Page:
For example, say that successful marketing increases sales by $1 million and produces an additional profit of $100,000. Whether that was a good investment for the company depends on the amount of marketing expense:
- If marketing expense was $200,000, the company got a negative ROMI of 50%. That is, each $1 invested in marketing produced 50 cents in additional profit.
- If marketing expense was $100,000, the company broke even. The ROMI is zero. (Note: companies that enter or build a new market often consider that investment necessary and worthwhile, when the goal is to build brand awareness or drive sampling of a new product.)
- If the marketing expense was only $50,000, the ROMI is 100%. Marketing produced $2 of incremental profit for each $1 invested in marketing.
- If the marketing expense was $33,333, the ROMI is 200%. Marketing produced $3 of incremental profit for each $1 investment in marketing.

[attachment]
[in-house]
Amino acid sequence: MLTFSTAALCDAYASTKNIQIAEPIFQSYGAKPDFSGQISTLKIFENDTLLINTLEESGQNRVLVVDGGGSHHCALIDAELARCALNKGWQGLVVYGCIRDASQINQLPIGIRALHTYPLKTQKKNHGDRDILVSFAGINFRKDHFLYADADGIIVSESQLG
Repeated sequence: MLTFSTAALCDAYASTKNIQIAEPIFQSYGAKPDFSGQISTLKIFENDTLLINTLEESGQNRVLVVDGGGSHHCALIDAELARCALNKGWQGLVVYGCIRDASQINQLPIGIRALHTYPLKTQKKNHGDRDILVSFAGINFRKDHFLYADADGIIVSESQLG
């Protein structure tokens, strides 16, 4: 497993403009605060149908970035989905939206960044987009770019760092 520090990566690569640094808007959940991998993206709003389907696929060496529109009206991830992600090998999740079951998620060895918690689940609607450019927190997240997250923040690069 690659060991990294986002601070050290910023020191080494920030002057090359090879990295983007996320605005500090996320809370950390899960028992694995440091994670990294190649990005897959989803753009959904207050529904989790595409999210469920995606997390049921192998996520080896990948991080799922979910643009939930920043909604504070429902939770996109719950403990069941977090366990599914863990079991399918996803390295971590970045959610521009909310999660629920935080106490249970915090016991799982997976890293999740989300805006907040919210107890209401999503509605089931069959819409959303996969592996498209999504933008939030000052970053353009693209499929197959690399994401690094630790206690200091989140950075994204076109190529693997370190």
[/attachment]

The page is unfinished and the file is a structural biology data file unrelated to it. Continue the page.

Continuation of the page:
ROMI can lead to a mechanical mindset: the higher the profit from sales growth, and the lower the marketing expense, the better. That can become a dangerous precedent.
Why? Because some executives follow this mechanical mindset out the window. They cut marketing expenses, again and again, sometimes leading a brand or company into a death spiral.
Simpler measures lead to more successes
You can simplify marketing success measures even more. Find the a simple pragmatic guideline that works for marketing in your company.
For example, I worked with a chief financial officer (CFO) to come up with this Marketing guideline. For each additional $1 in marketing expense, the Marketing Department needed to produce $3 in additional revenue. That’s what it took for the company to achieve profitable incremental growth.
This simple rule guided the company to make profitable investments in marketing. Everyone in the Marketing Department understood exactly what we needed to do.
That’s what we marketers really need – a success measure everyone can understand and measure up to. So, ROI or ROMI may or may not be the best measure for your content marketing.